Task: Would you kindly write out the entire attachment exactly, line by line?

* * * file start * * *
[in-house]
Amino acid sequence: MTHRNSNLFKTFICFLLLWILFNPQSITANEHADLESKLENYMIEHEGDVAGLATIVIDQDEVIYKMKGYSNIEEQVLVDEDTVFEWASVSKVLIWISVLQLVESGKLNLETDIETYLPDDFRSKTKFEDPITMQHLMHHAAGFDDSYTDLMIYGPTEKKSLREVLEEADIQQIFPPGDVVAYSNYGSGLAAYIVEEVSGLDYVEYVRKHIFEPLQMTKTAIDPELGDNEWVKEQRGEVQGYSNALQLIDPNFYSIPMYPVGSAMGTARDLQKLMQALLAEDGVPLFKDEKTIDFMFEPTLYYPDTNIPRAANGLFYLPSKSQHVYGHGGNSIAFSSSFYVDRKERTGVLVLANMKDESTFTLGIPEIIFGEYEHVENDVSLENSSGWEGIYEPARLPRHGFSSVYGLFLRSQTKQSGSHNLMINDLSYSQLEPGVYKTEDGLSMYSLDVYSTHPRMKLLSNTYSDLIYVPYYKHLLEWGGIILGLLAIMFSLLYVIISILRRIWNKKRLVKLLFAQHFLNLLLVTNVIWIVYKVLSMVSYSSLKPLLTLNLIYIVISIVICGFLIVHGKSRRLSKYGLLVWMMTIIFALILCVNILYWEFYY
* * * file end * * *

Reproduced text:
[in-house]
Amino acid sequence: MTHRNSNLFKTFICFLLLWILFNPQSITANEHADLESKLENYMIEHEGDVAGLATIVIDQDEVIYKMKGYSNIEEQVLVDEDTVFEWASVSKVLIWISVLQLVESGKLNLETDIETYLPDDFRSKTKFEDPITMQHLMHHAAGFDDSYTDLMIYGPTEKKSLREVLEEADIQQIFPPGDVVAYSNYGSGLAAYIVEEVSGLDYVEYVRKHIFEPLQMTKTAIDPELGDNEWVKEQRGEVQGYSNALQLIDPNFYSIPMYPVGSAMGTARDLQKLMQALLAEDGVPLFKDEKTIDFMFEPTLYYPDTNIPRAANGLFYLPSKSQHVYGHGGNSIAFSSSFYVDRKERTGVLVLANMKDESTFTLGIPEIIFGEYEHVENDVSLENSSGWEGIYEPARLPRHGFSSVYGLFLRSQTKQSGSHNLMINDLSYSQLEPGVYKTEDGLSMYSLDVYSTHPRMKLLSNTYSDLIYVPYYKHLLEWGGIILGLLAIMFSLLYVIISILRRIWNKKRLVKLLFAQHFLNLLLVTNVIWIVYKVLSMVSYSSLKPLLTLNLIYIVISIVICGFLIVHGKSRRLSKYGLLVWMMTIIFALILCVNILYWEFYY